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Distant Times So Close: Pandemics and Crises Reloaded (Paperback)

Ancient History > Prehistory > European Prehistory

Imprint: Sidestone Press
Series: ROOTS Booklet Series
Pages: 200
Illustrations: 31fc/3bw
ISBN: 9789088909696
Published: 24th September 2020
Casemate UK Academic

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Archaeology is all about how the present came into existence. Thus, it contributes to the social understanding of crises, including present and potential future adversities. Even diseases, such as pandemics in past societies, were and are observed by archaeology. Some examples can be found in this booklet. The scientists of the Kiel Cluster of Excellence ROOTS describe human reactions in past societies that were organized quite differently from ours. This is precisely why it is possible to identify the basic features of human behaviour for the management of crises.


From the emergence of agriculture more than 10,000 years ago to the Russian colonisation of Siberia a few hundred years ago, a fundamental pattern is becoming apparent: crises, including those caused by disease, can only be managed by increasing diversity. Acceptance of diversity, the introduction of new technologies and socially responsible action have always led to the mastering of crises.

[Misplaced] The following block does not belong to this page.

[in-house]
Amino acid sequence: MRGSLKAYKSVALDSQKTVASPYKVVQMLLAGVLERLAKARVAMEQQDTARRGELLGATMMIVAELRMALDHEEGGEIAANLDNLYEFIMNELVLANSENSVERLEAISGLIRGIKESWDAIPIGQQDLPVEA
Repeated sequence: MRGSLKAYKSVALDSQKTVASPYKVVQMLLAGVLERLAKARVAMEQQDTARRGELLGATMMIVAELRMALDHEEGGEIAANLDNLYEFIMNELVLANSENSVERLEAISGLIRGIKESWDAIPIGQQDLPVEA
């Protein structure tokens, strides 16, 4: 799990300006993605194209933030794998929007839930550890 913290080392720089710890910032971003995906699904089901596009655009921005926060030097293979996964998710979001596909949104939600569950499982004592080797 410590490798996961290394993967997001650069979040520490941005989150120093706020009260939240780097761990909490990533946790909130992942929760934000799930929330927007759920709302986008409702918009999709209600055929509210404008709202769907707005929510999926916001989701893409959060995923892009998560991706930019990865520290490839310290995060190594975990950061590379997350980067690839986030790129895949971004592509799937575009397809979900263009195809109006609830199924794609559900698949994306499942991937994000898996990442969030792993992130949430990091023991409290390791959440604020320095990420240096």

It is also clear that values can only be preserved or updated in crises through active involvement. For example, scientists describe that when people are passive, other social groups can easily bind power to themselves, whereas when people actively participate, more democratic structures can develop even in crisis scenarios.


This is the message that we take with us from the past: whether as a forager or as a simple farmer in earliest agricultural societies, in ancient Greece or in an early modern society – diversity and social commitment are the components that help us to overcome crises. Learning from the past for the present – that is the task of international archaeology.

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